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Cranky Kids? Learn How Much Screen Time Is Too Much

Haley Zapal  |  May 02, 2024

Parents, do these next few phrases sound familiar? 

“Just five more minutes — let me finish this game!”

“I’m so BORED! I have to watch TV.”

“Why can’t I play Fortnite?! I’ve done all my homework and all my friends are online right now.”

Screen time is one of the constant battles families have in the digital age. Gone are the days of just cable TV — kids now have access to countless streaming platforms on TVs, tablets, and gaming consoles. There are apps and phones and all sorts of devices vying for their attention. 

Managing your kid’s screen time can feel like whack-a-mole, but it also comes in handy on long car trips or hard days after work. It’s a double-edged sword for modern parents, that’s for sure. But how much screen time is too much? Let's dive into this important topic and explore some practical tips for your family.

Understanding Screen Time Guidelines

How much screen time is too much will depend on your child's age and developmental stage, so it’s super important to be aware of the general guidelines as they get older. Here’s what the American Academy of Pediatrics (AAP) recommends by age:

For children younger than 18 months

Avoid the use of screen media other than video chatting — think quick calls with grandparents or with a parent on a work trip. 

18 to 24 months

Introduce high-quality programming or apps with parents or caregivers, and limit time on screens to less than one hour per day. Fortunately, there are a ton of educational shows aimed at younger children, like CoCoMelon and Ms. Rachel.

2 to 5 years

Limit screen time to one hour per day (three hours on weekends) of high-quality programming, and watch it together to help them understand what they are seeing. Now’s a good time to get started with classics like Sesame Street and modern popular favorites like Bluey.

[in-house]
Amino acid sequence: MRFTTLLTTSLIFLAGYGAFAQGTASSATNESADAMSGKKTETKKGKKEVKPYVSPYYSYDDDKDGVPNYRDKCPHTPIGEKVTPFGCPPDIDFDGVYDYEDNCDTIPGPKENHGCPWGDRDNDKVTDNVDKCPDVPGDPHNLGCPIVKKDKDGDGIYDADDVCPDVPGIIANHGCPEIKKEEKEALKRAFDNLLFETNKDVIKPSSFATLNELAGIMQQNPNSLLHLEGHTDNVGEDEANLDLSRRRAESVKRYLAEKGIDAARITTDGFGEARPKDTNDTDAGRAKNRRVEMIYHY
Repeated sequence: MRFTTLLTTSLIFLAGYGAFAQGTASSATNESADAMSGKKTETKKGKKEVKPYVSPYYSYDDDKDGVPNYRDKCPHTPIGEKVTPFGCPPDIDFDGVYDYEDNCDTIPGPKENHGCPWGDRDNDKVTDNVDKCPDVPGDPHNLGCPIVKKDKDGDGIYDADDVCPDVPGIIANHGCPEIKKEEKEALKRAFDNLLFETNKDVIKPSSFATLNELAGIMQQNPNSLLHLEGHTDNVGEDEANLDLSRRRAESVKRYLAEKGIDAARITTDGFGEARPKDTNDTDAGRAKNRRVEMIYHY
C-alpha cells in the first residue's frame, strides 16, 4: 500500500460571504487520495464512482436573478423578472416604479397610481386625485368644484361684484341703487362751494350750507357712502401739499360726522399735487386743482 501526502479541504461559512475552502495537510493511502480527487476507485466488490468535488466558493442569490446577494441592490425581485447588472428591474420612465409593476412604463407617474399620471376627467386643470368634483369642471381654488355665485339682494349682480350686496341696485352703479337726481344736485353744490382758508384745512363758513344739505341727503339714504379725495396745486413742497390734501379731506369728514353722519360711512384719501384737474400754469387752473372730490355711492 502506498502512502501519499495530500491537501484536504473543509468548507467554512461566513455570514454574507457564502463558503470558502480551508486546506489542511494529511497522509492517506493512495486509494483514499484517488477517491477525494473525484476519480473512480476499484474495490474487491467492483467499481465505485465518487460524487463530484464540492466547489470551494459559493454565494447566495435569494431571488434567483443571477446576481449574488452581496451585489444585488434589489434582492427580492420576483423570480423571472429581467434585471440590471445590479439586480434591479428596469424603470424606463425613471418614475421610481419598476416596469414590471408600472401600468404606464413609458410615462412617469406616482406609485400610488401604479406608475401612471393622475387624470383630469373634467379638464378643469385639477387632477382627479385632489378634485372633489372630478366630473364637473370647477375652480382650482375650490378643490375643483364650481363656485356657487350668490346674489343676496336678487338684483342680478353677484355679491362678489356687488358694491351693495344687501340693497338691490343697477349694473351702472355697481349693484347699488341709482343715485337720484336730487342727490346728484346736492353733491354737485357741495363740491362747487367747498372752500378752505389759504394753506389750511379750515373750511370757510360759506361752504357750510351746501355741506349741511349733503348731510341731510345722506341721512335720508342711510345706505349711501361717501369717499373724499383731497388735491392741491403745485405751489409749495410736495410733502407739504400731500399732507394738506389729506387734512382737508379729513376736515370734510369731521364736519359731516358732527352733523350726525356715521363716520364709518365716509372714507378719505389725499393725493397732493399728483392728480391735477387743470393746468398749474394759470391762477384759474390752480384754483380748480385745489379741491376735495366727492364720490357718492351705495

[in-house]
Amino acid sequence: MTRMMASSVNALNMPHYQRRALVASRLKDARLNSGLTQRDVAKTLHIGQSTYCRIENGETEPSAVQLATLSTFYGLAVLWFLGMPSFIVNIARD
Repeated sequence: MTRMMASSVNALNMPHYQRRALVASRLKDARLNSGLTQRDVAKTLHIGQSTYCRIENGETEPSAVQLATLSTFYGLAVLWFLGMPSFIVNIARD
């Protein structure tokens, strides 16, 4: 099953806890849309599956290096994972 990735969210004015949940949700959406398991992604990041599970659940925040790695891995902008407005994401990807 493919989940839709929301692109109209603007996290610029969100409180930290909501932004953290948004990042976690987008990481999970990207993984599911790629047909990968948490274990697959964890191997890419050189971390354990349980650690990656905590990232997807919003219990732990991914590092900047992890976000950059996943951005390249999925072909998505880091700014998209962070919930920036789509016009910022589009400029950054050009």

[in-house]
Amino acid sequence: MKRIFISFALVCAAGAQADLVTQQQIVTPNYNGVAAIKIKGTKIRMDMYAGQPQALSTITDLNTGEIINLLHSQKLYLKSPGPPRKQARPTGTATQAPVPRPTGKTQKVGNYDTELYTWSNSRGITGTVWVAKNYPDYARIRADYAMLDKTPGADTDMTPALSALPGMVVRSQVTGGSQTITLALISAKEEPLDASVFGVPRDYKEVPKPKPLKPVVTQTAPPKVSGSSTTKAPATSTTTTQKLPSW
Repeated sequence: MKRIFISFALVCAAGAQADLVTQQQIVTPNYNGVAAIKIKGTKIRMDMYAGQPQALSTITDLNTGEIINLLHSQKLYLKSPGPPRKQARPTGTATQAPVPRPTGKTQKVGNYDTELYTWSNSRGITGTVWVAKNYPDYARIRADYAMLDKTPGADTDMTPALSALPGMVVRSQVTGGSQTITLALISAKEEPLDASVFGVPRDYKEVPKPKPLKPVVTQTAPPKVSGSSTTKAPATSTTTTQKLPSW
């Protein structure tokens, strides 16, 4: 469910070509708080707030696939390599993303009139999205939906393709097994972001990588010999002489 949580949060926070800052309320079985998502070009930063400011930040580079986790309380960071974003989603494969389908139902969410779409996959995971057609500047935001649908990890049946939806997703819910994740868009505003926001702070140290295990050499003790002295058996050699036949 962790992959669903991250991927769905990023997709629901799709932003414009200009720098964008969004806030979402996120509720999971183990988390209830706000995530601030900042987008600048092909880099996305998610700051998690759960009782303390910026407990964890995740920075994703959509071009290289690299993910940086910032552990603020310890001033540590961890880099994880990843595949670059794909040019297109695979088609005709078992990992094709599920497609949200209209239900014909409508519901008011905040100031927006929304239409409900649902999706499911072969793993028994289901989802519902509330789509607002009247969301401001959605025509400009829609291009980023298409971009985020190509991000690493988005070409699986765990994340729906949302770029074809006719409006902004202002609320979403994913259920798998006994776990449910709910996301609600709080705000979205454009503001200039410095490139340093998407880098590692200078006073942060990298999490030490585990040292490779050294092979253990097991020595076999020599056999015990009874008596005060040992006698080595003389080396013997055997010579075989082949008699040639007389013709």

6 years and older

Set consistent limits on the amount of time spent on devices and watching screens, and ensure screen time doesn't interfere with adequate sleep, physical activity, and their social life. 

As kids mature, their taste in television and movies will change wildly. They’ll also become more interested in apps, games, and eventually social media platforms as they hit their teenage years. 

It’s okay to give them more screen time when they act responsibly, just as it’s equally important to reel them back in when things get out of hand. 

How Much Screen Time Is Too Much?

We’ve talked about the limits that pediatricians recommend, but life doesn’t make things easy. There will be days where everything is hard and your child will have more screen time than usual. And that’s okay! No family is perfect. 

But when excessive screen time starts to become a problem, you’ll notice things change both physically and emotionally. Here are some signs that your child may be spending too much time in front of screens: